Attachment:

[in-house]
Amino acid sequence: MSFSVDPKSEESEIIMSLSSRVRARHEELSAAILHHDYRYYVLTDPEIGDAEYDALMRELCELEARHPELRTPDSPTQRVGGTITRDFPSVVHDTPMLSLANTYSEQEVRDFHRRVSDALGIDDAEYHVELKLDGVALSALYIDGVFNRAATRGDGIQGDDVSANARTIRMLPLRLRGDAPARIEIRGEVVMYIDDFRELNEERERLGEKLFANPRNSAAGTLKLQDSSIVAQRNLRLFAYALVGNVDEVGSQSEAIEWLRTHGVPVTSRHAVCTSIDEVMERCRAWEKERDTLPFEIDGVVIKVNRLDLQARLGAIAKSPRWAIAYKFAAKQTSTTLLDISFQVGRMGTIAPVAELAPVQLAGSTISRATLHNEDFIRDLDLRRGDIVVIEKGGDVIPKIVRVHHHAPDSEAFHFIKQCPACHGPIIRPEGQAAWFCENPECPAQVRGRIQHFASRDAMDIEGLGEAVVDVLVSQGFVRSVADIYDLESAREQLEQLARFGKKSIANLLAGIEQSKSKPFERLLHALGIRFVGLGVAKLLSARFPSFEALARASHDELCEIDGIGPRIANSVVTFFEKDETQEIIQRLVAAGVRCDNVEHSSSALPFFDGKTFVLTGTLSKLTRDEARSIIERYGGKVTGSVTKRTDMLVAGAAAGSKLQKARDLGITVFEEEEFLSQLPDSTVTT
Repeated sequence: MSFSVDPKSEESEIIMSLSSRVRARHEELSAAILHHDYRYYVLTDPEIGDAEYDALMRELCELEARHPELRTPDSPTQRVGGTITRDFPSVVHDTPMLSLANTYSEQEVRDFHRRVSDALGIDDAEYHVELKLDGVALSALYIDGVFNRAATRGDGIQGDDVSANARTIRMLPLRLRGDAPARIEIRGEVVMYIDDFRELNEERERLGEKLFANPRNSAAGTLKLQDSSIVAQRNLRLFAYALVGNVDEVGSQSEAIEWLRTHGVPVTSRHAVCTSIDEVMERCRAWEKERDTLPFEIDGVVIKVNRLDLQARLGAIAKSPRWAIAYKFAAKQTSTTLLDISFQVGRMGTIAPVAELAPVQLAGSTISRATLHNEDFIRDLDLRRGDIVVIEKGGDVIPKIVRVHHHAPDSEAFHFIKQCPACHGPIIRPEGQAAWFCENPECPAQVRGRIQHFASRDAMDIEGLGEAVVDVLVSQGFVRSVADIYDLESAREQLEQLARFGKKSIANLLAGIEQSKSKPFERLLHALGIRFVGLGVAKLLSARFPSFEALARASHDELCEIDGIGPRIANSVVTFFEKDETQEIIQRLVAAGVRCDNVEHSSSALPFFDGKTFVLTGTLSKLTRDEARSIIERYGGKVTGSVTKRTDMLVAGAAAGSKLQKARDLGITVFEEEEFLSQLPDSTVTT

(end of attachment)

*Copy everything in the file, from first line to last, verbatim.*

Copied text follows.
[in-house]
Amino acid sequence: MSFSVDPKSEESEIIMSLSSRVRARHEELSAAILHHDYRYYVLTDPEIGDAEYDALMRELCELEARHPELRTPDSPTQRVGGTITRDFPSVVHDTPMLSLANTYSEQEVRDFHRRVSDALGIDDAEYHVELKLDGVALSALYIDGVFNRAATRGDGIQGDDVSANARTIRMLPLRLRGDAPARIEIRGEVVMYIDDFRELNEERERLGEKLFANPRNSAAGTLKLQDSSIVAQRNLRLFAYALVGNVDEVGSQSEAIEWLRTHGVPVTSRHAVCTSIDEVMERCRAWEKERDTLPFEIDGVVIKVNRLDLQARLGAIAKSPRWAIAYKFAAKQTSTTLLDISFQVGRMGTIAPVAELAPVQLAGSTISRATLHNEDFIRDLDLRRGDIVVIEKGGDVIPKIVRVHHHAPDSEAFHFIKQCPACHGPIIRPEGQAAWFCENPECPAQVRGRIQHFASRDAMDIEGLGEAVVDVLVSQGFVRSVADIYDLESAREQLEQLARFGKKSIANLLAGIEQSKSKPFERLLHALGIRFVGLGVAKLLSARFPSFEALARASHDELCEIDGIGPRIANSVVTFFEKDETQEIIQRLVAAGVRCDNVEHSSSALPFFDGKTFVLTGTLSKLTRDEARSIIERYGGKVTGSVTKRTDMLVAGAAAGSKLQKARDLGITVFEEEEFLSQLPDSTVTT
Repeated sequence: MSFSVDPKSEESEIIMSLSSRVRARHEELSAAILHHDYRYYVLTDPEIGDAEYDALMRELCELEARHPELRTPDSPTQRVGGTITRDFPSVVHDTPMLSLANTYSEQEVRDFHRRVSDALGIDDAEYHVELKLDGVALSALYIDGVFNRAATRGDGIQGDDVSANARTIRMLPLRLRGDAPARIEIRGEVVMYIDDFRELNEERERLGEKLFANPRNSAAGTLKLQDSSIVAQRNLRLFAYALVGNVDEVGSQSEAIEWLRTHGVPVTSRHAVCTSIDEVMERCRAWEKERDTLPFEIDGVVIKVNRLDLQARLGAIAKSPRWAIAYKFAAKQTSTTLLDISFQVGRMGTIAPVAELAPVQLAGSTISRATLHNEDFIRDLDLRRGDIVVIEKGGDVIPKIVRVHHHAPDSEAFHFIKQCPACHGPIIRPEGQAAWFCENPECPAQVRGRIQHFASRDAMDIEGLGEAVVDVLVSQGFVRSVADIYDLESAREQLEQLARFGKKSIANLLAGIEQSKSKPFERLLHALGIRFVGLGVAKLLSARFPSFEALARASHDELCEIDGIGPRIANSVVTFFEKDETQEIIQRLVAAGVRCDNVEHSSSALPFFDGKTFVLTGTLSKLTRDEARSIIERYGGKVTGSVTKRTDMLVAGAAAGSKLQKARDLGITVFEEEEFLSQLPDSTVTT